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sanding insanity

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well started sanding the inside today, sanded for 20 minutes and already want someone to shoot me. there has to be a better way. help please.
 
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Make sure your sander is hooked up to a vacuum....that helps a lot. Rotate the hull as much as possible. Put wireless ear buds in, cover them with ear muffs, listen to Death Metal.

Finally, drink'n helps. Stick to light beer though, the hard stuff will make you light the thing on fire.
 
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Absolutely no fun !
Mem has it ! Hook up to a dust collector , it will make your paper last longer, and keep debris, out of the hull.
I use a variable speed ROS. I do not like a soft pad, as it tends to sand the soft wood, and not the glue.
Bosch makes one at a reasonable price ! I've used one for years . I even have a back up, still in the box.

Jim
 
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I prefer a pneumatic ROS and jitterbug style sander. Quieter and easier for me to control the speed on the fly as I sand. I also have found an air file type sander works well on fairing the flatter sections. It could be that I am just more proficient having used them for 30 years sanding car panels. The large compressor is in another building though. The noise of a small one running constantly next to me would drive me bonkers.

Bob
 
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Bob ! Lucky you !
I would love to have such a set up. Better yet, some one with your experience, and equipment to do my sanding !
Most first time builders don't have such. I've been building 30+ years, and I still don't have the equipment.
I had a hull once ready for varnish, so I thought. went to a local Auto Body shop, and asked what they would charge to spray said hull. The guy came out and in one look, said It needed more sanding. I said OK. Do it.
He only charged me $50 to sand and spray a 16' canoe. It looked great.
After about 3 years. It looked just like the rest of my canoes.
I quickly learned, that if you use and abuse your hulls the way I do ! Save your money and do it yourself.
 
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A lowering of standards is all it takes to make sanding the inside of the hull a pretty simple task.

The sides are a snap. The bottom is a snap. The bilge is where it gets tough. Use a curved scraper to quickly knock down the highest spots. An interface pad on your orbital sander will help getting into the curve (sometimes I double them). Sandpaper wrapped around a nalgene bottle works well too.

But the biggest thing that will make it easier (other than the vacuum attachment mentioned earlier) is not worrying about perfection. Most of us don't bury the weave on the inside anyway so there will be texture from the cloth that will help cover a whole host of sins. Don't worry about sanding with super fine grit and who cares if the bilge turn isn't perfect.

Alan
 
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But the biggest thing that will make it easier (other than the vacuum attachment mentioned earlier) is not worrying about perfection. Most of us don't bury the weave on the inside anyway so there will be texture from the cloth that will help cover a whole host of sins. Don't worry about sanding with super fine grit and who cares if the bilge turn isn't perfect.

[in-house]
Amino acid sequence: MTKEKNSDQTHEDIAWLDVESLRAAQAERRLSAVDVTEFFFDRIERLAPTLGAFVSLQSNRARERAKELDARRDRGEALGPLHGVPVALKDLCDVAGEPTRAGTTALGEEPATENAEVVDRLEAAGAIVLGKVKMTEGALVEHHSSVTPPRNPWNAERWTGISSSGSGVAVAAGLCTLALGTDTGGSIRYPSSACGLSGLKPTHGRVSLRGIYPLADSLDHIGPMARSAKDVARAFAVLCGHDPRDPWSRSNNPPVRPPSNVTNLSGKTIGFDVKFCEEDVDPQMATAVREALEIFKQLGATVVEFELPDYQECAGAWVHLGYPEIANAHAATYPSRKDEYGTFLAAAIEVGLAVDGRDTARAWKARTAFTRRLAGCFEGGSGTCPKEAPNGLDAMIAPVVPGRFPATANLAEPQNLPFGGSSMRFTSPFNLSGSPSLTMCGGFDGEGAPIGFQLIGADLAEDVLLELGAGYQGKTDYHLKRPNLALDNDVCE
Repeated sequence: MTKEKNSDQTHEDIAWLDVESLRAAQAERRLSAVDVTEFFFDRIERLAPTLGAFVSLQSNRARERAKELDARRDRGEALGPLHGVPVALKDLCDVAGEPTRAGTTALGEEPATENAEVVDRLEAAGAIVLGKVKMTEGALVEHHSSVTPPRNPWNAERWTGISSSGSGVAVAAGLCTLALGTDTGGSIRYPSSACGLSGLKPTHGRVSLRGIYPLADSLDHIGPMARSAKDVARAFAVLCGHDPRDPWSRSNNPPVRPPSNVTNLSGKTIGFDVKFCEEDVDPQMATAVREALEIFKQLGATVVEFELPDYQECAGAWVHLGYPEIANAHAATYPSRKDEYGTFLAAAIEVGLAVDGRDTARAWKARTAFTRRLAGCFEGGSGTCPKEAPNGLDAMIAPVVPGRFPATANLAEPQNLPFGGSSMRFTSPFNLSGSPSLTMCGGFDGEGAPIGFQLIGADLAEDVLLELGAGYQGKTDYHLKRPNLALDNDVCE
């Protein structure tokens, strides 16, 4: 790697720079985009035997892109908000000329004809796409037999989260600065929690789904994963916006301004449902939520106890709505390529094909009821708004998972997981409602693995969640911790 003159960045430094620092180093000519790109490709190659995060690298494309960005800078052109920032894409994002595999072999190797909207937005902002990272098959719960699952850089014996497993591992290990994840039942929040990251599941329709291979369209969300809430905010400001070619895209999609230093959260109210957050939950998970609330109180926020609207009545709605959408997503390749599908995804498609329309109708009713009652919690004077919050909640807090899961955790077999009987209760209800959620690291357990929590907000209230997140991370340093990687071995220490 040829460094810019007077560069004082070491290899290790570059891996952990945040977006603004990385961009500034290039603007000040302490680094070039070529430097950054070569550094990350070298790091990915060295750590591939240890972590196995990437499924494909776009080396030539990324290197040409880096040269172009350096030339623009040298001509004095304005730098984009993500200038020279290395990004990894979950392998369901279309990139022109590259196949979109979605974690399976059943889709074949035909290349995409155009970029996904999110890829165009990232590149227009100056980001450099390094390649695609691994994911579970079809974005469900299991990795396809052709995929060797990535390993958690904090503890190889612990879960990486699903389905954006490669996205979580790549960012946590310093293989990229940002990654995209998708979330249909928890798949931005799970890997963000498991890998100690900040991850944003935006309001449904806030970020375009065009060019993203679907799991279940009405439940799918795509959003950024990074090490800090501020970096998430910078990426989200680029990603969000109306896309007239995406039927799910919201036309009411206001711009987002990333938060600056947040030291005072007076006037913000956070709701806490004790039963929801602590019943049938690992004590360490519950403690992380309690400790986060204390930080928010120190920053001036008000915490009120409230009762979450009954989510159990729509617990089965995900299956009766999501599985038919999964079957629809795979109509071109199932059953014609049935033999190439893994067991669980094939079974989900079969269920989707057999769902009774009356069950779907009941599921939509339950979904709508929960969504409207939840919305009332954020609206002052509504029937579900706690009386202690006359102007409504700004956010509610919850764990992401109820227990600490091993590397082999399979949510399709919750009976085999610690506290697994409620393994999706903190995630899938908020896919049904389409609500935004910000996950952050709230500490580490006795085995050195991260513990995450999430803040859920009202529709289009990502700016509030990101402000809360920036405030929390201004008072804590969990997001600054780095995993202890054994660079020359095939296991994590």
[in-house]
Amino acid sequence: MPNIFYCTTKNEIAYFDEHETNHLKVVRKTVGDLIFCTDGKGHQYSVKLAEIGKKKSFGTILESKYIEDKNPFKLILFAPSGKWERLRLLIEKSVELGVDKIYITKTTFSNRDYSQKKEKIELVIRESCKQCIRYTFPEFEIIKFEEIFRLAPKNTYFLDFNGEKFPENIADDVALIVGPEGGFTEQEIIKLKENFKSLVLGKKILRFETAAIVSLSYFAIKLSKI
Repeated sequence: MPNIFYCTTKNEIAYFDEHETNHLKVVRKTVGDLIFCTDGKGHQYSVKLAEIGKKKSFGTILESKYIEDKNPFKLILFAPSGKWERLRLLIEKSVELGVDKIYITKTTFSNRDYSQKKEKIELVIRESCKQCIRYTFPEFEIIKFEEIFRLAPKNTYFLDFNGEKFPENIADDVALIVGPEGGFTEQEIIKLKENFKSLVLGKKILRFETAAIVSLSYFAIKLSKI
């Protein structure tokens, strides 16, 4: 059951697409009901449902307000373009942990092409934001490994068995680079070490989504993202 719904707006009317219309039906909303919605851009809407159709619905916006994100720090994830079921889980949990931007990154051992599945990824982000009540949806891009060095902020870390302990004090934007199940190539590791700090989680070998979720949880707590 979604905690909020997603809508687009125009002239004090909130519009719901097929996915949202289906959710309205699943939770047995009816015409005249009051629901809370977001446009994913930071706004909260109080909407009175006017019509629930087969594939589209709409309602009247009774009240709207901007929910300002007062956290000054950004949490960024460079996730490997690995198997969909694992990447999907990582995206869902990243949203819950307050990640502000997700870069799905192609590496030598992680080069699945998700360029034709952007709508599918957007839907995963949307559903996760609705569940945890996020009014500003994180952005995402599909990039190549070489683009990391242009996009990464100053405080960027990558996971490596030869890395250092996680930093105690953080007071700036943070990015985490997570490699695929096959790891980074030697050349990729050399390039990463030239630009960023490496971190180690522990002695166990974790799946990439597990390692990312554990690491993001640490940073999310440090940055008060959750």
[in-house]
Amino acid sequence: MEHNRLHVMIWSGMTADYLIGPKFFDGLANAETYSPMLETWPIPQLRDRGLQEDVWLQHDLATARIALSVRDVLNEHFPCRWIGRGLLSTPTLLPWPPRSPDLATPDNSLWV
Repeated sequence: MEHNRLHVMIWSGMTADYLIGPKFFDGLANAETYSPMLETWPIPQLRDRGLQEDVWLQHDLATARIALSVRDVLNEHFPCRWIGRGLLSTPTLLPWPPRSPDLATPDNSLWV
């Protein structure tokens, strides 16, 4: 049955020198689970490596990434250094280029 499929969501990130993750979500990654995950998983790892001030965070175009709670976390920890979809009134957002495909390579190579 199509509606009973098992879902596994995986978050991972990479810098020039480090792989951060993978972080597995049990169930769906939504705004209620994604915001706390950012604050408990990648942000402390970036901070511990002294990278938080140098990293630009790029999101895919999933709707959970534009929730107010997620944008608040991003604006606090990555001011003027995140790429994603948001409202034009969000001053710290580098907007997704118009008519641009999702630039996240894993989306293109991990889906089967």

This 100%! Especially if you intend to use it! If you use it -- and you should -- there is no doubt it will get scratched up rather substantially on the bottom and the interior even if you are being gentle with it.
 
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gave up sanding by hand. holding the ROS on whatever angle I need to match the radius of the hull and moving quickly to avoid gouging has worked perfectly. 4 hours total and I am done. a few gaps to fill and then time for glass.
 
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I used 80 grit on my first one, 60 grit this time around. I use the staple holes from the forms as milestones. When I'm not feeling it I'll do two sections and then move on to something else - like mocking up the gunwale locations.
 
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I posted this before, but here is my latest/best solution for sanding the inside bilge area. I don't claim to have thought this up myself, I probably saw it on here somewhere. I used some of a minicell yoga block and hot glued it to an old 1/4 sheet sander. It's a bit messy because dust collection doesn't work, but it gets the job done really fast with minimal effort.

photo19002.jpg
 
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I found after my very first canoe, that sanding the inside was a Bugger !
After that one, I was a lot stingier with my glue. This saved me a lot of scraping, and sanding.




Jim
 
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used 120 grit. 80 or 60 would have been much faster but also more difficult to control gouging.
 
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I've only built one, so far. I used a sturdy paint scraper that I ground a curve in the blade. A good file every once in awhile kept it sharp. Then I used my orbital sander. Take it one section at a time. I'd work from one set of staple section to the other. I really had lots of plop over glue mess from my lack of experience. One section at a time and you'll get there.
 

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